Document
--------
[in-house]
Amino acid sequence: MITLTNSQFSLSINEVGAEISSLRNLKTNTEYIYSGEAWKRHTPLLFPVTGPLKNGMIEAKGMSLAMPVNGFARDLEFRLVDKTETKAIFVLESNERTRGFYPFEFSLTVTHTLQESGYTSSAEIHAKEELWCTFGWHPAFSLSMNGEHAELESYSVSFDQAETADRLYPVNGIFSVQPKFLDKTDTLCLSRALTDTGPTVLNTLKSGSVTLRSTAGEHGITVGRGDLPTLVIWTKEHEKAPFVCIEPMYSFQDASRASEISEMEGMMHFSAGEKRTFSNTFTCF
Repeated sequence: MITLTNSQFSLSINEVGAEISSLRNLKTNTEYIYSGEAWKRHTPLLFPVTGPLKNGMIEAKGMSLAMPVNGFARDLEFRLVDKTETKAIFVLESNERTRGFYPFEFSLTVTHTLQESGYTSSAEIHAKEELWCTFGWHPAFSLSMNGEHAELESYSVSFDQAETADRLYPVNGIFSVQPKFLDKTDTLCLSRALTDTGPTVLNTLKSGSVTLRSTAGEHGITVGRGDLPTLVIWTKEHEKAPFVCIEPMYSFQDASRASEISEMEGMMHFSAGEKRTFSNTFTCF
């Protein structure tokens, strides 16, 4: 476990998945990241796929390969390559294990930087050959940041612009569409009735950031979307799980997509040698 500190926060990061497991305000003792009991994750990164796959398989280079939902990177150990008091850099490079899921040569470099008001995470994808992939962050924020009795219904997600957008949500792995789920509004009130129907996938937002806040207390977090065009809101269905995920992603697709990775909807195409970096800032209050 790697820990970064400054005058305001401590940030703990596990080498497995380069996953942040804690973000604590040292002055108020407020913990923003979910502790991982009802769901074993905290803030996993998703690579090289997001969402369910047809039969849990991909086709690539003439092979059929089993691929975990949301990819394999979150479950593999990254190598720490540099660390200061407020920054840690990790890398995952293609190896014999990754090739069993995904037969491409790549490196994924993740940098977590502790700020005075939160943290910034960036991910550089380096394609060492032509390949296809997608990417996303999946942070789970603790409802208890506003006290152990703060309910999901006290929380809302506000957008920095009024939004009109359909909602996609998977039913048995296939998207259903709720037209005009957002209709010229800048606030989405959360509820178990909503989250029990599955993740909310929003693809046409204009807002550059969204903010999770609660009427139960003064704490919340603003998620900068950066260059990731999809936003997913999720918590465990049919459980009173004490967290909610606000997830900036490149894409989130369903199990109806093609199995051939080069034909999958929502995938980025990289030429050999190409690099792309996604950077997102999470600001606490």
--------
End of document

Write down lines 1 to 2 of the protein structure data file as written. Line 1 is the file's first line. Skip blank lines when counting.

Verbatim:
[in-house]
Amino acid sequence: MITLTNSQFSLSINEVGAEISSLRNLKTNTEYIYSGEAWKRHTPLLFPVTGPLKNGMIEAKGMSLAMPVNGFARDLEFRLVDKTETKAIFVLESNERTRGFYPFEFSLTVTHTLQESGYTSSAEIHAKEELWCTFGWHPAFSLSMNGEHAELESYSVSFDQAETADRLYPVNGIFSVQPKFLDKTDTLCLSRALTDTGPTVLNTLKSGSVTLRSTAGEHGITVGRGDLPTLVIWTKEHEKAPFVCIEPMYSFQDASRASEISEMEGMMHFSAGEKRTFSNTFTCF